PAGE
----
Athletes and those who adhere to plant-based diets may also need more protein than the RDA. One study comprised of female vegetarians indicated an increase of 12 grams of protein was needed to reach similar nitrogen loss levels (the criteria for determining RDA) as non-vegetarians. 

Luckily for us, sources of protein (both plant-based and animal-based) are abundant and can be found in the foods we eat and through dietary supplements like protein powder. Types of protein that contain all nine amino acids are considered complete proteins. These are foods like quinoa, meat, and soybeans. Other sources of protein, which may be missing some amino acids, are commonly paired together (like rice and beans) to create complete proteins. 

Despite years of research, there is still a common misconception that meat and animal products are the only way to get enough protein in your diet. While there are many healthy sources of protein found in animals, plant-based sources are readily available and can even be better for those worried about high levels of saturated fats and cholesterol found in meat. 

Plant-based proteins like brown rice protein or hemp protein, also provide us with fiber and vitamins that can’t be found in animal products. When looking for ways to get protein in your diet, don’t forget about your veggies or your protein shake!

The Scoop on Protein Powder

One of the reasons so many people turn toward dietary supplements is for their convenience. You morning multi-vitamin before you head out the door, an electrolyte packet during your workout, and one of the most well-known of all: protein powder. 

Protein powder is a supplement widely used by athletes, the elderly, busy parents, and just about anyone looking to boost their protein intake. While there are tons of foods that contain protein, sometimes it isn’t easy to get as much protein as you need, especially if you are looking to lose weight or use it as a main source of your daily caloric intake. 

Protein shakes come in all different flavors, sizes, and textures, and can be made with a variety of protein sources. Finding the best protein powder for you will be based on your own wellness goals, lifestyle, and dietary preferences. When it comes to finding the right protein powder, it is normal to end up with a lot of questions. To make it easier, we’ve broken down some of the common types of protein powders below!

Types of Protein Powder

Animal-Based Protein

Animal-based protein powders, also known as whey protein powder or casein protein, are one of the most common dietary supplements on the market. Whey and casein are two types of protein found in cow’s milk. These proteins are isolated and dried to create dairy-based protein powder. 

Another type of animal-based protein is collagen. Made from the connective tissue of animals (cows, fish, and chicken), collagen is often added to protein powders to improve the appearance of skin, nails, and hair, and has been thought to aid in joint and gut health.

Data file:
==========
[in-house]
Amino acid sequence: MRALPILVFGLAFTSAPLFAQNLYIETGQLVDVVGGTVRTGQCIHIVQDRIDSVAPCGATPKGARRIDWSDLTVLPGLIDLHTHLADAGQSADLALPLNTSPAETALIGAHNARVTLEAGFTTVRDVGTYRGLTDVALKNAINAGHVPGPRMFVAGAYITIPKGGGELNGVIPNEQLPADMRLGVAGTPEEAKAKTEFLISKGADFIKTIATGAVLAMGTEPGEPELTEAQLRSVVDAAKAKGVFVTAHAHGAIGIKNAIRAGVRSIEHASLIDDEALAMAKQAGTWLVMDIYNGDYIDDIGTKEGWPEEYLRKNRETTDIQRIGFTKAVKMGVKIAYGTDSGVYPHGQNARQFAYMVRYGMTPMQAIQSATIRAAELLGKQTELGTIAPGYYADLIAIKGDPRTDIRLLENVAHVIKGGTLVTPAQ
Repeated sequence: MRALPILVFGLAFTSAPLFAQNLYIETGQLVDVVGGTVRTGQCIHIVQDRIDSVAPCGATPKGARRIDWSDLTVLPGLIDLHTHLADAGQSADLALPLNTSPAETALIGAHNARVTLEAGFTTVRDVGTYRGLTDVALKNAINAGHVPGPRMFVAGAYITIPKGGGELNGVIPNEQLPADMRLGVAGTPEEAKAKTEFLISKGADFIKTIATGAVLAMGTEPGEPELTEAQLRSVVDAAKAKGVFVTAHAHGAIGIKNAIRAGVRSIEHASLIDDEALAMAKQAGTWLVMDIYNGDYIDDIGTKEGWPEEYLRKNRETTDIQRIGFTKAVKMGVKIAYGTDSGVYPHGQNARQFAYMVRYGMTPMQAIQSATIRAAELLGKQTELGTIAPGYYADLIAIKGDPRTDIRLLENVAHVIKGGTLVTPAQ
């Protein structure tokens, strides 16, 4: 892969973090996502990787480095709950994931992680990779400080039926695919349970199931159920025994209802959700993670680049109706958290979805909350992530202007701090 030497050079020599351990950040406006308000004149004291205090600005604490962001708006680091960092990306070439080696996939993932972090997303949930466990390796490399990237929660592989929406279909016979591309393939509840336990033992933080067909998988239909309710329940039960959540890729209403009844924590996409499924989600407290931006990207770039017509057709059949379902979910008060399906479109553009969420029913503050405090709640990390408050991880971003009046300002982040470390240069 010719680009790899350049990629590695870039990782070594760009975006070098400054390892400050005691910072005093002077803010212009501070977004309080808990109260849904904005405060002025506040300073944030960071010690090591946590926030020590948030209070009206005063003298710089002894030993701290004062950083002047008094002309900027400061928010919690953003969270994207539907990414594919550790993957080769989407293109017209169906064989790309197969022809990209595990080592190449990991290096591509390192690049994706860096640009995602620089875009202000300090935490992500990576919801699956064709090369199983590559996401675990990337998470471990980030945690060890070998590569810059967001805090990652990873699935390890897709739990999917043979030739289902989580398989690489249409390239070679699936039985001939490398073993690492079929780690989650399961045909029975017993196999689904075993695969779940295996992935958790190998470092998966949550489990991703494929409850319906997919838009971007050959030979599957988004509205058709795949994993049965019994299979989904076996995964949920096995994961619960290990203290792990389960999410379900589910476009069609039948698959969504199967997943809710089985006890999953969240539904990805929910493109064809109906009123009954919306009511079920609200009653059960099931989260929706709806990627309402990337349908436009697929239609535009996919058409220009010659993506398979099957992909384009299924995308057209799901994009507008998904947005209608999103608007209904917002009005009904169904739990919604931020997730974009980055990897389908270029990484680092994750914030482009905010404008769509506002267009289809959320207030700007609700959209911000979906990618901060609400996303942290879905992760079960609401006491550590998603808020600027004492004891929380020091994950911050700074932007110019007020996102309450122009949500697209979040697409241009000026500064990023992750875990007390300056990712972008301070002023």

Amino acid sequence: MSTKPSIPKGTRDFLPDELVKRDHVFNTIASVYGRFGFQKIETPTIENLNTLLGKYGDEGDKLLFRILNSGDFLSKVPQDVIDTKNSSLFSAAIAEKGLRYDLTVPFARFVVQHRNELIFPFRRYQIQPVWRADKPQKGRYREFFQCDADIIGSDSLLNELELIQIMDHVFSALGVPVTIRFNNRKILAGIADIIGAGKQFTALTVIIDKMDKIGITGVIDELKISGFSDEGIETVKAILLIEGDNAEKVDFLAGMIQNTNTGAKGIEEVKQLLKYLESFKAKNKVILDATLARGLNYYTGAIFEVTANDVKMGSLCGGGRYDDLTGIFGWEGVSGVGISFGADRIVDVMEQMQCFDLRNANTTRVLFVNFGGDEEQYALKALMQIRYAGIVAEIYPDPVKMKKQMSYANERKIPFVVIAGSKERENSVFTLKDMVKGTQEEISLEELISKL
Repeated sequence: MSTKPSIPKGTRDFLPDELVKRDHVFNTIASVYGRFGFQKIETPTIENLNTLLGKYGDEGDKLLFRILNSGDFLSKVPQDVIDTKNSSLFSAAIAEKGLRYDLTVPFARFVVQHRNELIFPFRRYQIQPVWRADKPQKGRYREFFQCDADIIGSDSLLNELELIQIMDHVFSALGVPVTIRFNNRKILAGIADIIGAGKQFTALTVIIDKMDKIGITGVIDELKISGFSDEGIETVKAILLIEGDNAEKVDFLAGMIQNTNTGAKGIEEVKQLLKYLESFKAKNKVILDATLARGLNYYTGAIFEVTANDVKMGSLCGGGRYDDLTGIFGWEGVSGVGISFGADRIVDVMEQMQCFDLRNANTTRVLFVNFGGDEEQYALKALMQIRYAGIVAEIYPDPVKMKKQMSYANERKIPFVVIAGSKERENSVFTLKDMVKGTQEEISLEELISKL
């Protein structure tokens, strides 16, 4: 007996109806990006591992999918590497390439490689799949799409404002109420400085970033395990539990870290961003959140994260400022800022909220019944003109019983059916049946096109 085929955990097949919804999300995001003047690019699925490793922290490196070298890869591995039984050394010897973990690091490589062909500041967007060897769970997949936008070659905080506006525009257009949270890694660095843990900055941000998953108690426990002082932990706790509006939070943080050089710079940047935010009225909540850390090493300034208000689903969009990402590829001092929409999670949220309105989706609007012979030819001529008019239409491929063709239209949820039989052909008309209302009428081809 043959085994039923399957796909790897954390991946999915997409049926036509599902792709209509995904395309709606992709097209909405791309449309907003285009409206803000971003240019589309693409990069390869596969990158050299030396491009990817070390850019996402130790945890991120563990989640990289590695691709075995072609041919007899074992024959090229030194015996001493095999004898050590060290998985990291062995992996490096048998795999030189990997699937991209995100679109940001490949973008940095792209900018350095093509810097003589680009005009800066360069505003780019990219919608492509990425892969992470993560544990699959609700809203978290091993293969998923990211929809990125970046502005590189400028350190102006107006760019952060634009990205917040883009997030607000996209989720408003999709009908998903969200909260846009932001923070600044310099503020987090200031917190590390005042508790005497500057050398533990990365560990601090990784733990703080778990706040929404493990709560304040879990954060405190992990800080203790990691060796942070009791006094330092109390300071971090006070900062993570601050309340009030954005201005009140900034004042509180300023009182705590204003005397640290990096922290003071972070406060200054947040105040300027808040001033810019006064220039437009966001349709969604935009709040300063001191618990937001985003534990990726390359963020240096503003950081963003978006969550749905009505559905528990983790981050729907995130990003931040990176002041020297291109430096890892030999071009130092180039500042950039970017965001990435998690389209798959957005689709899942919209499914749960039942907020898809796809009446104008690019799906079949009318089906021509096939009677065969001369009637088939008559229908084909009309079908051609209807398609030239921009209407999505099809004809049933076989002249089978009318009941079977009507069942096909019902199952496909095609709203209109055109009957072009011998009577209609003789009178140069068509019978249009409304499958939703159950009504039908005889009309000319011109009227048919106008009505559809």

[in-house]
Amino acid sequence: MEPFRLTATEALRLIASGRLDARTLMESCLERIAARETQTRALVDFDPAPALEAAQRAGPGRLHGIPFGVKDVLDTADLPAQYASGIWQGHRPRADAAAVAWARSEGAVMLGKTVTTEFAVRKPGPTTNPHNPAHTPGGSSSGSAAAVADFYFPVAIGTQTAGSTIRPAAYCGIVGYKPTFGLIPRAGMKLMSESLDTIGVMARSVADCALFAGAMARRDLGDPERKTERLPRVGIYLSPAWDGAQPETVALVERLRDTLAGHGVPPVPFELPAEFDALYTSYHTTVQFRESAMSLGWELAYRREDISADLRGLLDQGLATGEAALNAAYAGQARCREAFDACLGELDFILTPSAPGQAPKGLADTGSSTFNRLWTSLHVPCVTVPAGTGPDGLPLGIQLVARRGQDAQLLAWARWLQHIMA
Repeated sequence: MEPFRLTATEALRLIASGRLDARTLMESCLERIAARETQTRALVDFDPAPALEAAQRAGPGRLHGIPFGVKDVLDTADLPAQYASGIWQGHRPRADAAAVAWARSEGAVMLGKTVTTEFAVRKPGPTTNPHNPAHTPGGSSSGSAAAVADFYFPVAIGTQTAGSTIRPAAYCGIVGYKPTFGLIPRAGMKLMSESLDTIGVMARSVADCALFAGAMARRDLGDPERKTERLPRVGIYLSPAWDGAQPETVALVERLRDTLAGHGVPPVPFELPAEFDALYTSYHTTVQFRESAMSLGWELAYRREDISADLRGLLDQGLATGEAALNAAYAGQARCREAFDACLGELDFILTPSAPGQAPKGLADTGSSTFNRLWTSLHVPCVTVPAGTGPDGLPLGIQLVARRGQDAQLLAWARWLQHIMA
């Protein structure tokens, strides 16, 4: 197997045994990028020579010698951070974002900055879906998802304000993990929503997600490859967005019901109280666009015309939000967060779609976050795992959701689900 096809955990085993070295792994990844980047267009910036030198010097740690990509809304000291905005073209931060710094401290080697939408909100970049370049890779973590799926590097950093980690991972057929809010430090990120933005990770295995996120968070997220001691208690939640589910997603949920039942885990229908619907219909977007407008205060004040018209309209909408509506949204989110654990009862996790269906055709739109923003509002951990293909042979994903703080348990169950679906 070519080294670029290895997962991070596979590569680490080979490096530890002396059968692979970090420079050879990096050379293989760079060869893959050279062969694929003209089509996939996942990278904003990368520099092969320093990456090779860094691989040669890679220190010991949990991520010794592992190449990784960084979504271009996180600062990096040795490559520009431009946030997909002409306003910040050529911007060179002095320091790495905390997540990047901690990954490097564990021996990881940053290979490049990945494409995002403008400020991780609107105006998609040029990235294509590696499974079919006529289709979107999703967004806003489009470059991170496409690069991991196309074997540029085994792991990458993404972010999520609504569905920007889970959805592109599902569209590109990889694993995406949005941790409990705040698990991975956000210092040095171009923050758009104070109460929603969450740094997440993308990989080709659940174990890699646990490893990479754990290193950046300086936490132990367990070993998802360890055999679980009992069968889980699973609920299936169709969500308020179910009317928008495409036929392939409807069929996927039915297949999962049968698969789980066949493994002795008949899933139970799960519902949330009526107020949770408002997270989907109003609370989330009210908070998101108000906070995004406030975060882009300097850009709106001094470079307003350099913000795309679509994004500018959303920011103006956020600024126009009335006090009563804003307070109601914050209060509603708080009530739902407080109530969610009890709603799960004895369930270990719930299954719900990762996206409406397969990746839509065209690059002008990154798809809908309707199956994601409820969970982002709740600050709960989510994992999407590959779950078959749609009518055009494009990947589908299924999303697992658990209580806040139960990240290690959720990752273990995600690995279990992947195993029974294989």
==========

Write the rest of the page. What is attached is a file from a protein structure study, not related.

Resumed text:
Plant-Based Protein

For those who prefer to stay away from animal-based protein, or are looking for dairy-free protein powders, plant-based protein is the way to go! Seeing an increase in attention over the last 5 years, plant-based protein can be made up of pea protein, soy protein, brown rice, hemp protein, or a mixture of many different types. One of the added benefits of plant-based protein is that it is naturally lower in fat than animal-based proteins and contains high amounts of fiber. 

Some ingredients to look out for in any protein powder (plant-based or animal-based) are artificial sweeteners and added calories. Protein powder with extra sugar, artificial coloring, or unhealthy ingredients should be avoided, as they can adversely affect your health and wellness goals. However, natural protein powder free from additives can give you a higher amount of protein per serving with fewer calories, making it a good addition to any diet, specifically those looking to lose weight. 

How to Incorporate Protein Powder Into Your Diet

Drinking protein shakes is just one way to utilize protein powder. Did you know there are entire cookbooks dedicated to the use of protein powder? From protein cookies to protein-enhanced soups and muffins, there is a recipe out there for everyone. 

While protein powder is still a dietary supplement and shouldn’t be used to replace regular meals, using it as an ingredient to boost protein in cooking and baking can help diversify how and when you use your protein powder and keep you full for longer. 

Increase Protein, Decrease Cravings

One of the top reasons so many eating plans fail is because they fail to keep you full. As we all know, an empty stomach leads to uncontrollable cravings. While we might be fine during the day, one of the biggest culprits is the late-night cravings. According to a study investigating the effects of dietary protein on eating frequency, eating more protein may be able to decrease cravings which lead to overeating. 

In the study, the group who consumed higher amounts of protein had fewer late-night cravings and preoccupation with thoughts on food. Part of the reason for this is that protein, taking longer to digest, gives us the sensation that we are full longer than meals that are lower in protein. If you want to eat less while still satisfying your appetite, protein powder might be the all-star ingredient you have been looking for. 

Is Protein Powder Good for Weight Loss?

To put it simply, yes! Using protein powder for weight loss or weight management can be a powerful tool. Increasing your protein intake is safe for those looking to maintain or achieve a slim figure. In fact, it may even help you reach your goals sooner! The best way to know if protein powder is right for you, try it out for yourself! 

At 10X Health we know that wellness goals are better achieved together. If you want support on your weight loss journey, contact us today to be connected with one of our wellness experts!